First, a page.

Sins of the Father
Until that moment, Fitzpatrick had been repressing the memory for nearly 30 years. Now he could not forget it. Since then, his campaign to make public his allegations has prompted scores of middle-aged men and women across the country to come forward with similar charges of abuse against Porter. It has become the latest and most notorious such scandal to rock the Roman Catholic Church, which since 1985 has reportedly paid out $400 million to settle sexual abuse cases involving priests. "I began to think about what he had done," says Fitzpatrick, "and I knew I had to do something."
But before launching that campaign, he used his skills as an investigator to find Porter. Fitzpatrick says that when he contacted St. Mary's Church and the governing diocese, officials told him they had no information on Porter's whereabouts, other than the fact that he had left the priesthood and was believed to be living in the Midwest. Eventually, however, Fitzpatrick traced him to the town of Oakdale, Minn., where the ex-priest, now 57, was living with his wife and four children. "I figured I at least had to alert his family," says Fitzpatrick. "I could have let it go for myself, but not for other children."
On four occasions, says Fitzpatrick, he called Porter to confront him with his allegations. During the conversations—which Fitzpatrick secretly taped—between February 1990 and September 1991, a man who says he is Porter sounds disarmingly candid and sympathetic. The man speaking on the tape admits to abusing children while he was a priest but insists that he received therapy and was cured. As he blandly assures Fitzpatrick, "It's all taken care of." Asked about the mincemeat pie, the man acknowledges that he likes it laced with rum to give it "a different flavor." His motive in talking to Fitzpatrick, he says, is therapeutic. "I just hope I'm helping you," the man says. Last week, in a terse statement, Porter admitted that he had been "a very sick man" and had "sexually abused a number of children." He declared, "I have not had sexual contact with any child since I left the priesthood in 1974. I am deeply sorry for all the pain that I have caused."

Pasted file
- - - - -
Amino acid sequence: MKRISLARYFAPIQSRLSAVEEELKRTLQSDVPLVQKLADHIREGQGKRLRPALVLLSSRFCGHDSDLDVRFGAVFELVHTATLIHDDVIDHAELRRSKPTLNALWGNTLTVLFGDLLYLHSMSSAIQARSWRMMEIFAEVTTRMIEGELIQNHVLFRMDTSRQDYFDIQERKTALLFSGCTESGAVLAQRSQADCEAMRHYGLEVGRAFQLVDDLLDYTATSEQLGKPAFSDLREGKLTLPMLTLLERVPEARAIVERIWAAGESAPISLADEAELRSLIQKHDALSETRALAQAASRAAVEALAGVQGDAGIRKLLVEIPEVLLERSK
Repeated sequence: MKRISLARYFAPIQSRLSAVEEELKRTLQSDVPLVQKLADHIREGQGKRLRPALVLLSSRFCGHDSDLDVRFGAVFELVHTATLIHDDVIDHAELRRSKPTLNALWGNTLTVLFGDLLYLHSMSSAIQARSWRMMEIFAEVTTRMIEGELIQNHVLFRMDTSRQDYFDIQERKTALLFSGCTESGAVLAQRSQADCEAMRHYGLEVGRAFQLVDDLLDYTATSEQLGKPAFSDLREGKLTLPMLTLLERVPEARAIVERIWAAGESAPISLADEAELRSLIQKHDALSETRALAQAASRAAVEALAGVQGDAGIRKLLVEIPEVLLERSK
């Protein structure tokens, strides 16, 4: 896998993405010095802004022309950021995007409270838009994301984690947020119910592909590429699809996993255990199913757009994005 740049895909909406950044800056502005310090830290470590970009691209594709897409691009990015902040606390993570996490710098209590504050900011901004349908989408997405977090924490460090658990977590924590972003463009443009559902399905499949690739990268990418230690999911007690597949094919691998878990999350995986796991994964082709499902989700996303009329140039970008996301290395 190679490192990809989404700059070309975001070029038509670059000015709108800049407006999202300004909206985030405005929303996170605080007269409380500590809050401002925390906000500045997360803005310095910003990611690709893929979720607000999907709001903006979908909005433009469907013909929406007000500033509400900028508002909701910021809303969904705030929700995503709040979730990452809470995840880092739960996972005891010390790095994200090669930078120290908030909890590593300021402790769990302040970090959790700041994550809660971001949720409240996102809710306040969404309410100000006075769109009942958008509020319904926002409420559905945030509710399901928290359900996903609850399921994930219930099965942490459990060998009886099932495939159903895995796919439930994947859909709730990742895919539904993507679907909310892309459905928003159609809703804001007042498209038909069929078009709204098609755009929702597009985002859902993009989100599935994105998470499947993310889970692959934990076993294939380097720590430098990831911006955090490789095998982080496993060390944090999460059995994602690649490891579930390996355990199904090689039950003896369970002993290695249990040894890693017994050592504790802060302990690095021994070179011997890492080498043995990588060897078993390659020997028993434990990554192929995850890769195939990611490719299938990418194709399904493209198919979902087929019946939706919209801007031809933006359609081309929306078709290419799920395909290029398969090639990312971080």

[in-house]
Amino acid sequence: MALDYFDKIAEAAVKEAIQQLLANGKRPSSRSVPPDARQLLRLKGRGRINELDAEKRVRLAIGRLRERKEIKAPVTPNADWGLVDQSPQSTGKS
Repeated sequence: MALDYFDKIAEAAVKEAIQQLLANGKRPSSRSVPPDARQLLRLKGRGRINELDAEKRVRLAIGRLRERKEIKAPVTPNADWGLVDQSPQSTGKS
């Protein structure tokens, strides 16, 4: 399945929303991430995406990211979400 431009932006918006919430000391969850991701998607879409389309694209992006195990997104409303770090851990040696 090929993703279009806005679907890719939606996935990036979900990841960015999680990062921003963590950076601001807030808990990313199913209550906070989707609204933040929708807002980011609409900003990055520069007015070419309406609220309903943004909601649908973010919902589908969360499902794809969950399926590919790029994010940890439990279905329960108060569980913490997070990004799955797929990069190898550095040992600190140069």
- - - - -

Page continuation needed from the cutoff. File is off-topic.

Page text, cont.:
In October 1990, Fitzpatrick, hearing from other schoolmates that they had also been victimized, took out a small personal ad in the Attleboro Sun Chronicle under the headline REMEMBER FATHER PORTER? Within months a half dozen former pupils at St. Mary's had contacted Fitzpatrick, claiming that they too had been molested by Porter. Some had long harbored vague, painful memories of alleged abuse; others, like Fitzpatrick, had for years blocked out their experiences. Two months ago, after Fitzpatrick went public with his allegations on a Boston television station, dozens more came forward. (The station, WBZ-TV, claims that in an interview Porter admitted sexually abusing as many as 100 youngsters.)
For some, the shock of recognition was hard to take. John Robitaille, 43, a former altar boy at St. Mary's and now the president of his own communications firm in Providence, R.I., was driving home late one night in May when he heard a news report about the scandal. After years of repression, his own memories came back. "In a matter of seconds, I felt a flood of emotion from my head to my toes," he says. "I began shaking all over."
Based on reports from police investigators, county prosecutors in Massachusetts are now studying what possible charges could be filed against Porter and whether the statute of limitations has expired. If he is prosecuted, there will be no shortage of witnesses able to provide wrenching testimony. The accusers remember Porter as a handsome and jovial young priest who quickly became a favorite of the students when he arrived at St. Mary's in 1960 at the age of 25.
It was not long before that initial impression changed radically, at least among the students. Patricia Wilson, 43, who works as a rehabilitation counselor in Wrentham, Mass., was about 10 or 11 when she says she fell prey to Porter. "He would stalk us like animals," she says. "I would be standing in a corridor, and he would come up behind me. He would press against my rear, and I could feel his stiffness. Then he would reach in front of me and grab me through my skirt. All of us were petrified." Wilson says that she and other girls developed an early-warning system against his advances. "When one of us saw him approaching, we'd send the word down the hall: 'Look out, Porter's coming,' " she says. "We'd press our backs against the wall."
According to Wilson, the most severe abuse typically occurred in his rectory office, where Porter would bring students after taking them out of class. There, she says, he would use his fingers on her vagina. "After it was over," she says, "he would become very serious and warn me not to tell anyone or else God would punish me." Boys who were allegedly molested say they received the same admonition. John Robitaille claims that after Porter once forced him to perform oral sex in the basement of the rectory, "He said that we had done a very bad thing, and I should not tell anyone about it. I remember that 'we,' and it instilled a sense of guilt in me." And, of course, guilt was not the only scar. Says Robitaille: "To have been introduced to sex as an act of aggression and power has been very traumatic for me."